The Effects of Employee Satisfaction and E-Learning Characteristics Are Explored in Award-Winning Research
Professor Frank Schmidt explores the concept of employee satisfaction and its effect on business revenues and customer satisfaction in a paper entitled "Business Unit Level Relationships between Employee Satisfaction/Engagement and Business Outcomes." This paper was named co-winner of the Best Published Paper Award from the Organizational Behavior Division of the Academy of Management.
Through his research, Assistant Professor Ken Brown studied the various influences that can affect employee learning in a paper entitled "Influence of Job Characteristics, Perceived Learning Support and Motivation to Learn on E-learning Activities and Outcomes." That paper won the Society for Human Resource Management's (SHRM) 2003 Research Award. Both Brown and Schmidt are faculty in the Department of Management and Organizations.
In "Business Unit Level Relationships between Employee Satisfaction/Engagement and Business Outcomes," Schmidt and his co-authors Jim Harter and Ted Hayes discover that business units that have higher employee satisfaction also have higher revenues, customer satisfaction and profitability. They also learned that the managers of local business units (stores, banks, etc.) can be trained to increase employee satisfaction, and these increases are accompanied by subsequent improvements in business outcomes.
This research was named co-winner of the Best Organizational Behavior Journal Paper Award from the Organizational Behavior (OB) Division of the Academy of Management. Each year, the OB Division presents three awards for excellent submissions. Given that hundreds of papers and many outstanding symposia are submitted each year, winning one of the awards represents a significant accomplishment.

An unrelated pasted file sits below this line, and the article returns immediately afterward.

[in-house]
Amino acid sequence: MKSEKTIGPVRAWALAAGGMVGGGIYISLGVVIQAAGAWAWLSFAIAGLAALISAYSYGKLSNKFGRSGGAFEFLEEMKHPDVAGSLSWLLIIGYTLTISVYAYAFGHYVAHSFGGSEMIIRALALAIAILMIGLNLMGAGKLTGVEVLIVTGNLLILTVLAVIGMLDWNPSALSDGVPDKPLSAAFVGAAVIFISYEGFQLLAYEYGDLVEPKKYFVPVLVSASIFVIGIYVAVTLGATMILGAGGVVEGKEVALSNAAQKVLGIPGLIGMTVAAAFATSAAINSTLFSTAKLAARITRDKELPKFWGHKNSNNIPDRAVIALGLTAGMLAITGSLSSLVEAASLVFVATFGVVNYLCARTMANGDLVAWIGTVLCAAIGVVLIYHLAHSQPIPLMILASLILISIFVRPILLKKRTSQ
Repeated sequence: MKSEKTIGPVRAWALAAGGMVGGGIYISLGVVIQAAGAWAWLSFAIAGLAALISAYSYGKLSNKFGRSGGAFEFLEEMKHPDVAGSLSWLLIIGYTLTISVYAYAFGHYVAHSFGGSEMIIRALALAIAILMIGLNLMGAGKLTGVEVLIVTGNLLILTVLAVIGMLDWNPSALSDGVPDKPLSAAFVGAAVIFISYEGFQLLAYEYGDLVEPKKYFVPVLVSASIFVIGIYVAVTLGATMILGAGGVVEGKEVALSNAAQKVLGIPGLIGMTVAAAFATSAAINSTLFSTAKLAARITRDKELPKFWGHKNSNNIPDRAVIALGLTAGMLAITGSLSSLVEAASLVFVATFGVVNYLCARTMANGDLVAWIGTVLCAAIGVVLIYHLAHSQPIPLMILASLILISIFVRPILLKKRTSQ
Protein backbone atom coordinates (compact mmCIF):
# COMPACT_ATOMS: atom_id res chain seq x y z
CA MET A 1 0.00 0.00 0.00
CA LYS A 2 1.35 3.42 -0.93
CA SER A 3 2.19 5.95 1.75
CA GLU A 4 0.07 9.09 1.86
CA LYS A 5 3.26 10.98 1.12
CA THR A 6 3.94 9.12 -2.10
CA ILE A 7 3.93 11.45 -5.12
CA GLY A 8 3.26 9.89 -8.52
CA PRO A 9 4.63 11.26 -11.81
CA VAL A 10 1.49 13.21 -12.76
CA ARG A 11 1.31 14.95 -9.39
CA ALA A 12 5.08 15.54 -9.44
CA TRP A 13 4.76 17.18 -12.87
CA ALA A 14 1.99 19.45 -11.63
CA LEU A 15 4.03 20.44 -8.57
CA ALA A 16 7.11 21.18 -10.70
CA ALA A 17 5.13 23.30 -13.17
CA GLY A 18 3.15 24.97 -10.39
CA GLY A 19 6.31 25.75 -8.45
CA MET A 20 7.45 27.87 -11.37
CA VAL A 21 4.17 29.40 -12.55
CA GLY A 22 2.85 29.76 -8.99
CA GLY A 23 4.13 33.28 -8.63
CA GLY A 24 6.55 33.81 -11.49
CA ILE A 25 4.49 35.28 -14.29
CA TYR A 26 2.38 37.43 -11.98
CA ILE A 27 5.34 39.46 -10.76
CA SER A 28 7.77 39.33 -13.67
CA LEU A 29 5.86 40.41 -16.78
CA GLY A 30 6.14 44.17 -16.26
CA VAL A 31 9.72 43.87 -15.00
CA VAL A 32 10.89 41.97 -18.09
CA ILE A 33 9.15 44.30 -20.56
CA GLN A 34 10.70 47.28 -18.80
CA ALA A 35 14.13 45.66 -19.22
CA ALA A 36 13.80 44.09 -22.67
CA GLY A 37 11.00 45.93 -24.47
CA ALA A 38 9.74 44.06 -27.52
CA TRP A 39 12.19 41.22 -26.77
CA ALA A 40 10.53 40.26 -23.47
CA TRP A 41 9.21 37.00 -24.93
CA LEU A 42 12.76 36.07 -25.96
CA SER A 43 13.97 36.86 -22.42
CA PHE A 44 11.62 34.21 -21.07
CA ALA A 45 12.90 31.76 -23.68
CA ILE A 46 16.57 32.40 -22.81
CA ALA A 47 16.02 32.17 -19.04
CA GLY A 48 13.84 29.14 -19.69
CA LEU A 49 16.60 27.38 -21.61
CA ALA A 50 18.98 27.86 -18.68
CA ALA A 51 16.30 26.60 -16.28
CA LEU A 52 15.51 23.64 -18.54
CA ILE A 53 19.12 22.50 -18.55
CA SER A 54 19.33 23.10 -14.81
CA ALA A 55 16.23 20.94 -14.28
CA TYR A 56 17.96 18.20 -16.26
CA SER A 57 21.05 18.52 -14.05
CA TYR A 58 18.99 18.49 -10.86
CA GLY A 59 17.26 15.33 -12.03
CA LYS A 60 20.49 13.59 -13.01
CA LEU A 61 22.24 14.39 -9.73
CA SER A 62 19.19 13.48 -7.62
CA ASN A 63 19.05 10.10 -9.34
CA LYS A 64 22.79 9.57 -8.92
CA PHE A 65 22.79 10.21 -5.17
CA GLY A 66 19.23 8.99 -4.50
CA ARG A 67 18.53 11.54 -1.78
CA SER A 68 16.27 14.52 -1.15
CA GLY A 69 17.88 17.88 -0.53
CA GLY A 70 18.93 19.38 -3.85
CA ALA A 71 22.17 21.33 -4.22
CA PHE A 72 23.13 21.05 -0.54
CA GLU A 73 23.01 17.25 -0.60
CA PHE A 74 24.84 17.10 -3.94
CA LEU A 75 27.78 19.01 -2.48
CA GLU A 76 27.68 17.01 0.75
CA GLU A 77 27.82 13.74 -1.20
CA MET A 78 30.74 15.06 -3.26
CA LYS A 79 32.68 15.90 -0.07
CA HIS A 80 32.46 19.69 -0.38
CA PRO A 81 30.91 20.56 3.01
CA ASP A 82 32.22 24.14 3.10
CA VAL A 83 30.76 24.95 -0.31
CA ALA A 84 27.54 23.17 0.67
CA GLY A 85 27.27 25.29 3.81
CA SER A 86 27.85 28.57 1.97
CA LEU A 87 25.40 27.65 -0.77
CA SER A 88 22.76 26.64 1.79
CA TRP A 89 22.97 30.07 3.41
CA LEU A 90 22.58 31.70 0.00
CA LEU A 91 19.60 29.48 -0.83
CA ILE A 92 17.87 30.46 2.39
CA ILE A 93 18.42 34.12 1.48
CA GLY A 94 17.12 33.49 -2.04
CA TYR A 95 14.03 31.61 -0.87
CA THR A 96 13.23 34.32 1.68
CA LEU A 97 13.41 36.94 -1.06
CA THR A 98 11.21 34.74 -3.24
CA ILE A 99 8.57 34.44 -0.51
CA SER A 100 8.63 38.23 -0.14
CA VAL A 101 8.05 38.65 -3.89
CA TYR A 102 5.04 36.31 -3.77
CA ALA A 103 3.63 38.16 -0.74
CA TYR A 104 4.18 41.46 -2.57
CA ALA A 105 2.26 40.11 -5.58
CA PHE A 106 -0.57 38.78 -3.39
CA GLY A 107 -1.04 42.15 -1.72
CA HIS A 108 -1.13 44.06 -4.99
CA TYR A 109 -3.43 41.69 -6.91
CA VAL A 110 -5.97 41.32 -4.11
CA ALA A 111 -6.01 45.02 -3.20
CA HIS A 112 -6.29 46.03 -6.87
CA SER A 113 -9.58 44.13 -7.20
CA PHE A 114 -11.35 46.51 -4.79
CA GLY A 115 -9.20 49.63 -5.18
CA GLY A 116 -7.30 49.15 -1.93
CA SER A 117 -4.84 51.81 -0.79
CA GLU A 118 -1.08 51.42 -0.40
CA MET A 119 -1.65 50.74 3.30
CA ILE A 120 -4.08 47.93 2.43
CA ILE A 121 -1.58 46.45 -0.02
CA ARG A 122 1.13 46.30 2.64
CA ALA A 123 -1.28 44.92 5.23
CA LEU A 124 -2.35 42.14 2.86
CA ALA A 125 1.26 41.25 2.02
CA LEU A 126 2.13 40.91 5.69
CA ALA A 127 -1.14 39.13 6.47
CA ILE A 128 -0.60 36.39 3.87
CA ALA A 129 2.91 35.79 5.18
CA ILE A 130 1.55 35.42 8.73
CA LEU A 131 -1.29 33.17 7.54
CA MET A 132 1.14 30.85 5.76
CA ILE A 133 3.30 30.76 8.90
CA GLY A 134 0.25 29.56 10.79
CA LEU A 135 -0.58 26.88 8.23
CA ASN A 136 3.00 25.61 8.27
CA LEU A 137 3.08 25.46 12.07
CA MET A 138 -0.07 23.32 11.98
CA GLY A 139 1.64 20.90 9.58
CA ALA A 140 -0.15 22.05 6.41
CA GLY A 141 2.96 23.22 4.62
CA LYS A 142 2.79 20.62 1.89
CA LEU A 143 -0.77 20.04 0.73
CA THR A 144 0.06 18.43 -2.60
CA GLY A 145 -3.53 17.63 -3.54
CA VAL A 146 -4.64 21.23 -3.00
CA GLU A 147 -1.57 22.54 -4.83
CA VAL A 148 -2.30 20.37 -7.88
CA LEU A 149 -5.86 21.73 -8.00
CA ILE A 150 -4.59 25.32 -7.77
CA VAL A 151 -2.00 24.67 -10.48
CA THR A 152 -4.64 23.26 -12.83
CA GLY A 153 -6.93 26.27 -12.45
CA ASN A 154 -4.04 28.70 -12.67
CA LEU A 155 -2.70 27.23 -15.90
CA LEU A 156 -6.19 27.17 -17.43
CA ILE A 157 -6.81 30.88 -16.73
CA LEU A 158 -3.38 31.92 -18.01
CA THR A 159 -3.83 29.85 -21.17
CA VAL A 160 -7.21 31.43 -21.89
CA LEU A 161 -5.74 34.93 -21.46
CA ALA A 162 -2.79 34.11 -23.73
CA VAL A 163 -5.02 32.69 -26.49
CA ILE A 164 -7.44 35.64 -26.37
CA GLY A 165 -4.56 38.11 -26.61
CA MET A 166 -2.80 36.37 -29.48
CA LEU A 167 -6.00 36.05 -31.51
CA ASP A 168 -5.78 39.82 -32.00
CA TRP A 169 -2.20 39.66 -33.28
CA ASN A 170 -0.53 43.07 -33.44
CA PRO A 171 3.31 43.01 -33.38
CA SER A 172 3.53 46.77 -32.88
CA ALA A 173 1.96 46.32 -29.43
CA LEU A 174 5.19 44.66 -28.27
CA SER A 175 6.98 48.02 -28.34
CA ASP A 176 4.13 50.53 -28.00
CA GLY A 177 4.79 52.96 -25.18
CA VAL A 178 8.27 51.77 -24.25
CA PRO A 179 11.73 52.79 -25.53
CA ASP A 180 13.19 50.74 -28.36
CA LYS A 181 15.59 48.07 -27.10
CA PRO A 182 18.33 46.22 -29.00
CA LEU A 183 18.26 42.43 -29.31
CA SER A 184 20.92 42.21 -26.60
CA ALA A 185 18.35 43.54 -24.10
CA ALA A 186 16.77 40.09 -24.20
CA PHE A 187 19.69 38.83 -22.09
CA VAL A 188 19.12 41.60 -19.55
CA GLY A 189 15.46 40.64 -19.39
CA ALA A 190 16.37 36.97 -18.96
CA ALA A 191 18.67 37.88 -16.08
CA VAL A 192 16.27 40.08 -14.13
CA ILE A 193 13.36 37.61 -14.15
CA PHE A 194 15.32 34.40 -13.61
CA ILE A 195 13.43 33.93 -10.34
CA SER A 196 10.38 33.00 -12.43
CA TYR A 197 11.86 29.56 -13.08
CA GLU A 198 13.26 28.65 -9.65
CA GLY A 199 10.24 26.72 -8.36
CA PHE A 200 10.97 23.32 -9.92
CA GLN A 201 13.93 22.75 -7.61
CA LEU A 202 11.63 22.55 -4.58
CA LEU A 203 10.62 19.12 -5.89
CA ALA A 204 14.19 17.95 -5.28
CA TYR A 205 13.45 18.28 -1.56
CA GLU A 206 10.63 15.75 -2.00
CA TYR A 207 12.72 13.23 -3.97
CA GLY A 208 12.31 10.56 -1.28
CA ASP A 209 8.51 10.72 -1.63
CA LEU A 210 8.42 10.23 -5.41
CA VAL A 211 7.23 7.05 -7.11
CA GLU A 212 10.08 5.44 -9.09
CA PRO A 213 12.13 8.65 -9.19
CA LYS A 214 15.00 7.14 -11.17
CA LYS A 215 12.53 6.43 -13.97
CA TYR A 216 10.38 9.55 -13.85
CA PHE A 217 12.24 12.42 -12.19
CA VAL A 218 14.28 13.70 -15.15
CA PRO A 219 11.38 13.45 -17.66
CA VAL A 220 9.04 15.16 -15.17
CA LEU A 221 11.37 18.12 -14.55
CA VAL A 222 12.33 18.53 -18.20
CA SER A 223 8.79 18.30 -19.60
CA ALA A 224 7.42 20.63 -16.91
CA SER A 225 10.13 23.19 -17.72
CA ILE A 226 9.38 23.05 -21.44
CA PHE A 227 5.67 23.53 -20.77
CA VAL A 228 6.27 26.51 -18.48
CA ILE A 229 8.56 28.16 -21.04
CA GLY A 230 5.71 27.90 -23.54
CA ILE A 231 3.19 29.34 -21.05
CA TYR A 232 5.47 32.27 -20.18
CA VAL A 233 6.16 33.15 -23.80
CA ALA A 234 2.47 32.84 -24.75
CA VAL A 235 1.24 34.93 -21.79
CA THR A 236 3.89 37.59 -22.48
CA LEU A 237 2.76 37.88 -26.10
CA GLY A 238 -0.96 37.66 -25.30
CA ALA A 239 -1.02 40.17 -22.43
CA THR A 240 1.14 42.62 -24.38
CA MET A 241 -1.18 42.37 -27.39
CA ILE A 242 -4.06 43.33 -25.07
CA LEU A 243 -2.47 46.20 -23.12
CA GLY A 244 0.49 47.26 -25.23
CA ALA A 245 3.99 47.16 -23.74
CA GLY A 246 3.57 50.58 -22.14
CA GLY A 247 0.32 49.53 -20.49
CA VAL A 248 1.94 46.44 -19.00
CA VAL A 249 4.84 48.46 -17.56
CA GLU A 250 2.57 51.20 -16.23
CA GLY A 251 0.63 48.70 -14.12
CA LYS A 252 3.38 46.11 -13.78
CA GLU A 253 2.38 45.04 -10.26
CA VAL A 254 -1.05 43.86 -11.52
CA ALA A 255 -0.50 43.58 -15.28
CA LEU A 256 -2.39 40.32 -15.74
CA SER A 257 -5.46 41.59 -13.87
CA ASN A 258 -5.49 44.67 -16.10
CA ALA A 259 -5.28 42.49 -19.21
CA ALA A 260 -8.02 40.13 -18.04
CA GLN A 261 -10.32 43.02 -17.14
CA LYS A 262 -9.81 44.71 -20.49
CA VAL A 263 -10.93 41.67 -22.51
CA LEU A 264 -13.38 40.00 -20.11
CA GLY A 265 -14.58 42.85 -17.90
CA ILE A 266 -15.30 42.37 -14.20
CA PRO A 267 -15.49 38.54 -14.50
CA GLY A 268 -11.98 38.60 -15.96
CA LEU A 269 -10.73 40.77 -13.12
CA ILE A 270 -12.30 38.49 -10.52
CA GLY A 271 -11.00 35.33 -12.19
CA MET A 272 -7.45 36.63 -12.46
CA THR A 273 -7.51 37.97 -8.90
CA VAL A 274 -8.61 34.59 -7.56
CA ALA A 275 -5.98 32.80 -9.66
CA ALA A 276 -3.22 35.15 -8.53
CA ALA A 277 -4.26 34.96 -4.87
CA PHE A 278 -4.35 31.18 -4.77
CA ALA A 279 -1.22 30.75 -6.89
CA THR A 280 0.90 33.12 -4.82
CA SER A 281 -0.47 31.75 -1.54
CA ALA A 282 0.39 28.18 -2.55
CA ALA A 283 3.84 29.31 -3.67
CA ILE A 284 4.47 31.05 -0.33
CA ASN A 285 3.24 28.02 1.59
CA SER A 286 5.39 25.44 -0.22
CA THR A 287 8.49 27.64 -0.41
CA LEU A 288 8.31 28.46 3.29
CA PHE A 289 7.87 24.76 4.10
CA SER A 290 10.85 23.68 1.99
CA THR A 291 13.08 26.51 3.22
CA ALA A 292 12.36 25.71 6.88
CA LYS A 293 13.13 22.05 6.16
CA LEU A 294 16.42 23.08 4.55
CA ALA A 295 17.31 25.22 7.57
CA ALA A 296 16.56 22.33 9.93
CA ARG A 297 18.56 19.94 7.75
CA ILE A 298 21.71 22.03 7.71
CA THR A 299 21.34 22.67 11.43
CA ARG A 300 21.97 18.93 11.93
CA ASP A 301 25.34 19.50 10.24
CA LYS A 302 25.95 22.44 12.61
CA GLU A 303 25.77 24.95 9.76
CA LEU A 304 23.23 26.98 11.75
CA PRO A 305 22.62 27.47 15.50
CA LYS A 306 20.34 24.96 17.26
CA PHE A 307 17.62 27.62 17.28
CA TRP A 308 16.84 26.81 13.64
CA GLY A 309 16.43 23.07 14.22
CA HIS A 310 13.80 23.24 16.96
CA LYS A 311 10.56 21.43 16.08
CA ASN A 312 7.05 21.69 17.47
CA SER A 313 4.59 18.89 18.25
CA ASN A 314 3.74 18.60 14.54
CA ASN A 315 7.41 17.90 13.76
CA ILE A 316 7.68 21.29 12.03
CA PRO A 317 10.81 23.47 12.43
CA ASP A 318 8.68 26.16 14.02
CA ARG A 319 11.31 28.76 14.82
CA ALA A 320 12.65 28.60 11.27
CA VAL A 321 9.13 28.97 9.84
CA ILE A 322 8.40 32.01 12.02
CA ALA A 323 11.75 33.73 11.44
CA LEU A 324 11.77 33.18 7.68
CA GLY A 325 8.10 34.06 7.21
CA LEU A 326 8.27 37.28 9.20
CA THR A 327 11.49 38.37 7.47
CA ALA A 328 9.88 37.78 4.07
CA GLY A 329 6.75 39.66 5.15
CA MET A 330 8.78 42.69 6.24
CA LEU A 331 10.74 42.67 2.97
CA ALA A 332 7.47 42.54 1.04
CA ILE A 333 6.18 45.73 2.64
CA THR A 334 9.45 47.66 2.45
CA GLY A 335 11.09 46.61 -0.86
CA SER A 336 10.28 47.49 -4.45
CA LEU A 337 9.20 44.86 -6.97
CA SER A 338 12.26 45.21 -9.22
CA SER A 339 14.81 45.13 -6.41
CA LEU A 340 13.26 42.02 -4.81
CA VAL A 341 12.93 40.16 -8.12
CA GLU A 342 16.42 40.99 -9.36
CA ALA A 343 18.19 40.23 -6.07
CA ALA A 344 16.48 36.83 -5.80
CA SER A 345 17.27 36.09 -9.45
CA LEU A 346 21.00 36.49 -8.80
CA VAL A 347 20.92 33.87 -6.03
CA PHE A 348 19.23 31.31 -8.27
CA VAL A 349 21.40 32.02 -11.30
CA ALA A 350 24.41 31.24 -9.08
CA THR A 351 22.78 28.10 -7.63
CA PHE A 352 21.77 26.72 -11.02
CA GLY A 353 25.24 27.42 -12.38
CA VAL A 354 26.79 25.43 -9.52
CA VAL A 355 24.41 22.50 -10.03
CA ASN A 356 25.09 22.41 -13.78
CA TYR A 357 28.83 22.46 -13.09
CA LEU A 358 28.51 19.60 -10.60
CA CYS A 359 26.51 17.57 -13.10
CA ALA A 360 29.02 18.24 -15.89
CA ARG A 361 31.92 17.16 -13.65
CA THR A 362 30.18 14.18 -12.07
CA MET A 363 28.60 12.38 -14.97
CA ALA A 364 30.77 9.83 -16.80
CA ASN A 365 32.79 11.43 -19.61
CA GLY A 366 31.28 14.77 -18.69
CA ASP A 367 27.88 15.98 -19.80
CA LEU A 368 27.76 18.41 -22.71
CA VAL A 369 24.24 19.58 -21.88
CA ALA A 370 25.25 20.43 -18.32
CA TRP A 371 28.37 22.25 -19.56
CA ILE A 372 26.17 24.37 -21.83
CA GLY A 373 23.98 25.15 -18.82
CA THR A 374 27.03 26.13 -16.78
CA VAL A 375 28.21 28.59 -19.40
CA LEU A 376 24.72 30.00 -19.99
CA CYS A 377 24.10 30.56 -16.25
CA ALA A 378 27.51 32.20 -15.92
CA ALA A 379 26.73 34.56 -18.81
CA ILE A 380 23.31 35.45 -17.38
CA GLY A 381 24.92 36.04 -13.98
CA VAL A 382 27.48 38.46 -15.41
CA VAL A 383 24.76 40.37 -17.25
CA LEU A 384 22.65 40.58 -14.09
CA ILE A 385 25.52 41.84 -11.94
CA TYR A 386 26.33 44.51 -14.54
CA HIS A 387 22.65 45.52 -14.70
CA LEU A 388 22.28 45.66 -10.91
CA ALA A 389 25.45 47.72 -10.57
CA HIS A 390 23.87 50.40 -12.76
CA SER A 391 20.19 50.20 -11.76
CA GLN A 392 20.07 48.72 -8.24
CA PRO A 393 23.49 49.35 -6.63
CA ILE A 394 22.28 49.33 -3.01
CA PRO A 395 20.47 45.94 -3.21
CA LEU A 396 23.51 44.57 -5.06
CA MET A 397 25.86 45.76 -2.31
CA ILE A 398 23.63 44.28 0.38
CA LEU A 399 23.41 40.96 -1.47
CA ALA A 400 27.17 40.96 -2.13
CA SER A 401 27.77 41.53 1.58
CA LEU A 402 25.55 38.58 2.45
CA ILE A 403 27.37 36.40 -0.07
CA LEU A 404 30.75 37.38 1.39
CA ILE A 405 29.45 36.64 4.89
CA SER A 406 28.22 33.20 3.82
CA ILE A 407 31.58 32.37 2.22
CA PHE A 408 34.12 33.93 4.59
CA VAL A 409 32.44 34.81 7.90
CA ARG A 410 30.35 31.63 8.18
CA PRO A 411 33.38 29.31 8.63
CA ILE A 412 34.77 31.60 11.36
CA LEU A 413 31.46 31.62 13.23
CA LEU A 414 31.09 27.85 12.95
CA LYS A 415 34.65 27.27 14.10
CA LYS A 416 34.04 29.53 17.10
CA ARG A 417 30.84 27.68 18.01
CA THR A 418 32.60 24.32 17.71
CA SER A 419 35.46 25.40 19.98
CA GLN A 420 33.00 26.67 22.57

The Academy of Management is a leading professional association for scholars dedicated to creating and disseminating knowledge about management and organizations. The OB Division exists to encourage the study of individuals and groups within an organizational context, and the study of internal processes and practices as they affect individuals and groups.
In his paper, Brown explores the concept of embedding learning in employees' daily work lives, emphasizing the active role that learners must play to gain new knowledge and skill. He specifically examines the features of the work environment and the extent that job characteristics and perceived learning support influence time spent on e-learning. In addition, he examines how motivation to learn influences the time an employee spends completing online learning activities.
The Society for Human Resource Management is the world's largest association devoted to human resource management. Representing more than 175,000 individual members, its mission is to serve the needs of HR professionals by providing the most essential and comprehensive resources available. The SHRM Foundation funds the Research Award, in memory of Dale Yoder and Herbert V. Henneman, Jr., two prominent scholars in human resources. The award recognizes the finest empirical research in human resource management.
Brown is the Huneke Faculty Research Fellow at the Tippie College and has been with The University of Iowa since 1998. Schmidt is the Ralph L. Sheets Professor of Management and Organizations and has been with The University of Iowa since 1985.
The University of Iowa's Henry B. Tippie College of Business offers undergraduate and graduate programs that consistently rank among the top 30 public business schools in the nation. In addition to the nationally-ranked MBA Program, students can receive degrees in accounting, economics, finance, management and organizations, management science, and marketing.
Contact: Barbara Thomas, Director of Publications, 319-335-2188